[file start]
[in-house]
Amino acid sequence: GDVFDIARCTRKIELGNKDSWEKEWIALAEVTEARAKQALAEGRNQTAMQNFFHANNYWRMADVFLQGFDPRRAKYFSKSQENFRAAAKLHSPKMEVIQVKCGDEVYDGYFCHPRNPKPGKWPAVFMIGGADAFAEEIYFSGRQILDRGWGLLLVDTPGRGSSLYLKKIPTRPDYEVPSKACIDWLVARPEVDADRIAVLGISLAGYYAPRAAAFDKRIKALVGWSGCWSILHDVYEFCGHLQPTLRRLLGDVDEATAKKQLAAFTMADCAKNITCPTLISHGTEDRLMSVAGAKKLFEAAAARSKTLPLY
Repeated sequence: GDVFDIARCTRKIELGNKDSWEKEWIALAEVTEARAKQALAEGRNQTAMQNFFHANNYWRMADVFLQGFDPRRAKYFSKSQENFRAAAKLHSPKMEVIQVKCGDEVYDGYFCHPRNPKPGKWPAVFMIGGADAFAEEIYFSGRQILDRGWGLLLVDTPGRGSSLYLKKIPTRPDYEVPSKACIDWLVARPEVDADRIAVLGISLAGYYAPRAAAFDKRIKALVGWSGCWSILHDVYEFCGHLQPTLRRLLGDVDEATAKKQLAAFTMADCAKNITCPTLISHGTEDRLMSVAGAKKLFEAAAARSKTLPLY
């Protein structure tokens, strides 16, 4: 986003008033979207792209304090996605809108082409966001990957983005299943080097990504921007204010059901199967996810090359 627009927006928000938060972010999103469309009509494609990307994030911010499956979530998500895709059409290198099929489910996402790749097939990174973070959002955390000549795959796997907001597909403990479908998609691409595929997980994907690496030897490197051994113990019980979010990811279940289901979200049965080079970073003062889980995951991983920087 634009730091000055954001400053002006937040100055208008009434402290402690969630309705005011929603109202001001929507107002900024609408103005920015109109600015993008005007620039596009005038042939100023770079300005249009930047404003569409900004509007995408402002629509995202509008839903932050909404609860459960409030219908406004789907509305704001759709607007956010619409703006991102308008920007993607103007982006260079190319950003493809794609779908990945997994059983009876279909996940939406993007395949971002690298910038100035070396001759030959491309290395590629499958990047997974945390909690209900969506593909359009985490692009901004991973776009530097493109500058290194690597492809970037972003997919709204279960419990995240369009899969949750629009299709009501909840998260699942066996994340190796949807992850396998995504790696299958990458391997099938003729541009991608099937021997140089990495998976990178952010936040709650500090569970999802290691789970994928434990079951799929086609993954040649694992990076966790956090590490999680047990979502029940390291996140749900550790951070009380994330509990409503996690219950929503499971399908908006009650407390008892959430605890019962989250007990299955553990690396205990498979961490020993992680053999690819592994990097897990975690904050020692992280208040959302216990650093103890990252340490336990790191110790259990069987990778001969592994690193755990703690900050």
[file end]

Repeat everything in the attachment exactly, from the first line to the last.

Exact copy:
[in-house]
Amino acid sequence: GDVFDIARCTRKIELGNKDSWEKEWIALAEVTEARAKQALAEGRNQTAMQNFFHANNYWRMADVFLQGFDPRRAKYFSKSQENFRAAAKLHSPKMEVIQVKCGDEVYDGYFCHPRNPKPGKWPAVFMIGGADAFAEEIYFSGRQILDRGWGLLLVDTPGRGSSLYLKKIPTRPDYEVPSKACIDWLVARPEVDADRIAVLGISLAGYYAPRAAAFDKRIKALVGWSGCWSILHDVYEFCGHLQPTLRRLLGDVDEATAKKQLAAFTMADCAKNITCPTLISHGTEDRLMSVAGAKKLFEAAAARSKTLPLY
Repeated sequence: GDVFDIARCTRKIELGNKDSWEKEWIALAEVTEARAKQALAEGRNQTAMQNFFHANNYWRMADVFLQGFDPRRAKYFSKSQENFRAAAKLHSPKMEVIQVKCGDEVYDGYFCHPRNPKPGKWPAVFMIGGADAFAEEIYFSGRQILDRGWGLLLVDTPGRGSSLYLKKIPTRPDYEVPSKACIDWLVARPEVDADRIAVLGISLAGYYAPRAAAFDKRIKALVGWSGCWSILHDVYEFCGHLQPTLRRLLGDVDEATAKKQLAAFTMADCAKNITCPTLISHGTEDRLMSVAGAKKLFEAAAARSKTLPLY
């Protein structure tokens, strides 16, 4: 986003008033979207792209304090996605809108082409966001990957983005299943080097990504921007204010059901199967996810090359 627009927006928000938060972010999103469309009509494609990307994030911010499956979530998500895709059409290198099929489910996402790749097939990174973070959002955390000549795959796997907001597909403990479908998609691409595929997980994907690496030897490197051994113990019980979010990811279940289901979200049965080079970073003062889980995951991983920087 634009730091000055954001400053002006937040100055208008009434402290402690969630309705005011929603109202001001929507107002900024609408103005920015109109600015993008005007620039596009005038042939100023770079300005249009930047404003569409900004509007995408402002629509995202509008839903932050909404609860459960409030219908406004789907509305704001759709607007956010619409703006991102308008920007993607103007982006260079190319950003493809794609779908990945997994059983009876279909996940939406993007395949971002690298910038100035070396001759030959491309290395590629499958990047997974945390909690209900969506593909359009985490692009901004991973776009530097493109500058290194690597492809970037972003997919709204279960419990995240369009899969949750629009299709009501909840998260699942066996994340190796949807992850396998995504790696299958990458391997099938003729541009991608099937021997140089990495998976990178952010936040709650500090569970999802290691789970994928434990079951799929086609993954040649694992990076966790956090590490999680047990979502029940390291996140749900550790951070009380994330509990409503996690219950929503499971399908908006009650407390008892959430605890019962989250007990299955553990690396205990498979961490020993992680053999690819592994990097897990975690904050020692992280208040959302216990650093103890990252340490336990790191110790259990069987990778001969592994690193755990703690900050």